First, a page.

Hmm… I stare at my closet, perfectly adequate on almost every other day of the school year.

My thoughts cycle through my various students, culling what I know about them, trying to imagine what their parents see in their mind’s eye when they hear “teacher.” How can I honour my students and their parents tonight? How can my presentation of myself speak to them of respect?

Finally, I choose a knee-length black skirt, blue Oxford shirt and black tights. I hesitate between boots and pumps. Pumps are culturally safer but it’s going to rain. I glance at my watch. I really need to get to school. Practicality wins: boots it is.

I check the mirror. “Honey?” I call, “How do I look?”

He comes in, looks at me and smiles: “Like a teacher.”


Now I’m ready to spend the evening not talking about me.



18 thoughts on “Dress up #SOL19 28/31

  1. Love your concluding lines! Your process of selection so resonates with me. Picking my clothes is the hardest thing I do when I pack a suitcase for PD travel. I often wish I had a uniform… (LOL Did I really say that?) I also ask: How recently did I wear this in that place? Will anyone remember? What about social media photos? What about their weather?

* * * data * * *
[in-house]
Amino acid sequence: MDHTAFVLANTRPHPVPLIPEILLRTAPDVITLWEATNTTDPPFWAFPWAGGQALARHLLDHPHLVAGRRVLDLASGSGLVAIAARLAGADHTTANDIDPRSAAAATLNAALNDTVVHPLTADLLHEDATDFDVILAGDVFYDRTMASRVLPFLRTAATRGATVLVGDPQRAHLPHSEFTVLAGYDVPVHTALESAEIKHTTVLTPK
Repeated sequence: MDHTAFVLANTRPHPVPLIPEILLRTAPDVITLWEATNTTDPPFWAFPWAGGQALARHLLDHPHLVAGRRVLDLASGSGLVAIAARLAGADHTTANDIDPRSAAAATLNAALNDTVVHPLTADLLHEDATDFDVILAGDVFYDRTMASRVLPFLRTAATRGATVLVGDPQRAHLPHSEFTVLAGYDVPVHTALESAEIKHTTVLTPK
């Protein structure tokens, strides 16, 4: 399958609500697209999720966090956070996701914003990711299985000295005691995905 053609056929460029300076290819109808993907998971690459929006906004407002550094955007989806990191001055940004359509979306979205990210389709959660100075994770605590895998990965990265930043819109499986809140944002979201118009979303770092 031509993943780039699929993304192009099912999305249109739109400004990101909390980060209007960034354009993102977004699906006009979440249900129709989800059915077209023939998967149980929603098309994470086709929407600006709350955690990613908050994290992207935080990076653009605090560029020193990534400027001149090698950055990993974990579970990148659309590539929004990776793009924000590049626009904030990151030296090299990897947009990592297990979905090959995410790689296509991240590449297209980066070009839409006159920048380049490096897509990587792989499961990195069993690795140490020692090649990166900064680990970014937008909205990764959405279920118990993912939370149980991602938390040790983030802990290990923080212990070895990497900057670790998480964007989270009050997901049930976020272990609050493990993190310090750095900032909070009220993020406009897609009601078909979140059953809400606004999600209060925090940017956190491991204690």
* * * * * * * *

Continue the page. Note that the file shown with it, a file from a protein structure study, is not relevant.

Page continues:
2. I like the way you go from thinking about your outfit to thinking about whom you are dressing for and ultimately clarifying that the point is precisely to not draw attention to yourself. The whole thought process offers a generous window on the kind of mental math we as teachers can go through to arrive at the outcome we are really aiming for.


  3. I was amused to read that I am not the only one who has been conflicted about what to wear to the parent-teacher conferences. Early in my teaching career, when I complained to my then-husband that I had nothing stylish to wear on back-to-school night, he replied, “You are a teacher. You don’t have to look good. You need to look pleasant.” I found that funny and true.